web analytics
April 18, 2015 / 29 Nisan, 5775
At a Glance
Sections
Sponsored Post


Tevye in the Promised Land, Chapter Twenty-Four: Morasha

Tevye.500

“God could have created the world all at once,” he said, “all complete at the start, but the story of Creation spans seven days to teach that a man has to have patience. Great undertakings take time. Hasn’t the settlement Company promised to build us a canal to bring the water to our homes and our fields? Savlanut, as they say in Hebrew. Patience is the secret to our success.”

Invigorated by the spirit of freedom which swept over the windy mountain terrain, Shmuelik agreed.

“All of us knew that this adventure wouldn’t be easy,” he said. “Yet, we all volunteered. Isn’t it better that we break our backs, and not leave the hard work to our children? Did Abraham, our forefather, demand to live in a castle? No. He was happy to live in a tent.”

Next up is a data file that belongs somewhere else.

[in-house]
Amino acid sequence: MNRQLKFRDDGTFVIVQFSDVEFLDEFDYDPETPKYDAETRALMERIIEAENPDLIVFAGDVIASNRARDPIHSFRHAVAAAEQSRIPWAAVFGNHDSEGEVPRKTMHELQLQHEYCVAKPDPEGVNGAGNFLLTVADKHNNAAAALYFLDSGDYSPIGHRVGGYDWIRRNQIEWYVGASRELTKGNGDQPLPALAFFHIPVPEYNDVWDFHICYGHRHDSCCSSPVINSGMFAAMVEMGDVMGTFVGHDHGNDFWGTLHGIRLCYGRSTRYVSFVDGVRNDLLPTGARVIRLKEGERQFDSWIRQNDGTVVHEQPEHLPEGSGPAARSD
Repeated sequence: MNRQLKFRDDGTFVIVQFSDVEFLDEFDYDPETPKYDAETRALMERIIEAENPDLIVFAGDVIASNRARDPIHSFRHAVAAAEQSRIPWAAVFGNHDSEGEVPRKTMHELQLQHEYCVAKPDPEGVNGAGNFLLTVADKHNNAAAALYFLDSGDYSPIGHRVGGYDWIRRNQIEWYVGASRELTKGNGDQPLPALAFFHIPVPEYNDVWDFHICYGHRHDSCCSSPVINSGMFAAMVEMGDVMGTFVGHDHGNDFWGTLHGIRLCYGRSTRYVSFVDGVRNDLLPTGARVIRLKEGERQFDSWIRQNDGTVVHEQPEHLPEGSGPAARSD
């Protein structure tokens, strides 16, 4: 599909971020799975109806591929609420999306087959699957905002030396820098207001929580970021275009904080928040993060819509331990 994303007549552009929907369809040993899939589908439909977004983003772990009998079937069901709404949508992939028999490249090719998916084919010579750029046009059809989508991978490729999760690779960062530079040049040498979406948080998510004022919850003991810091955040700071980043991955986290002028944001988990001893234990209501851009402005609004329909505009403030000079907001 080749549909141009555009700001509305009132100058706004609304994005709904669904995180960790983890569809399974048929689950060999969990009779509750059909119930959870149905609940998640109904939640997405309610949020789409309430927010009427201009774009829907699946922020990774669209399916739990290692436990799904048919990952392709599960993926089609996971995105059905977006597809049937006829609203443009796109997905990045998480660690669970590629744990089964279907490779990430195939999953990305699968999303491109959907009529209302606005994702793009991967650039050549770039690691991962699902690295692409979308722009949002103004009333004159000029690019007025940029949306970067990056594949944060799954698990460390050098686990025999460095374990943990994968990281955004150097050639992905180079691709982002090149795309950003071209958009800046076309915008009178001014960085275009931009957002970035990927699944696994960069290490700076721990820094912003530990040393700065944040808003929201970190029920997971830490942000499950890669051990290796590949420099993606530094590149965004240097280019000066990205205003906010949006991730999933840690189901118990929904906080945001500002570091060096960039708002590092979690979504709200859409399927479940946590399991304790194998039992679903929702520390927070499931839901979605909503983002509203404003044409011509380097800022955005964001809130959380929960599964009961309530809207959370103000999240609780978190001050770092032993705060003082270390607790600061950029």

Hearing this rallying speech, Tevye was surprised at the young scholar, as if some other person were speaking. These were the passionate words of a Perchik or a Ben Zion, not of a lad who had spent most of his life learning in a backwoods, Russian yeshiva. When had Shmuelik become such a Herzl? But the spirit of their mission, of the Land, and of the pioneers themselves, even seized Tevye. As the first tent stakes were hammered into the ground, he found himself one of the settlement’s leaders. In addition to being put in charge of the livestock and stables, he was appointed chief of defense. Tevye, the general! After all, he knew how to ride a horse, and he had learned how to shoot.  God forbid that the Jews of Morasha would ever have to fight, but if they were attacked, they had to be ready. How could Tevye refuse the trust which his comrades were placing in him? As the Sages had taught, “In a place where there isn’t a man, be a man.” Immediately, he appointed Elisha’s eldest sons, Ariel and Yigal, to be his lieutenants. They would be in charge of guard duty and training, while Tevye would provide the overall army strategy and command. As far as the embarrassing incident with Elisha’s daughter, Tevye blamed his infatuation on the dizzying liquor and put the matter out of his mind.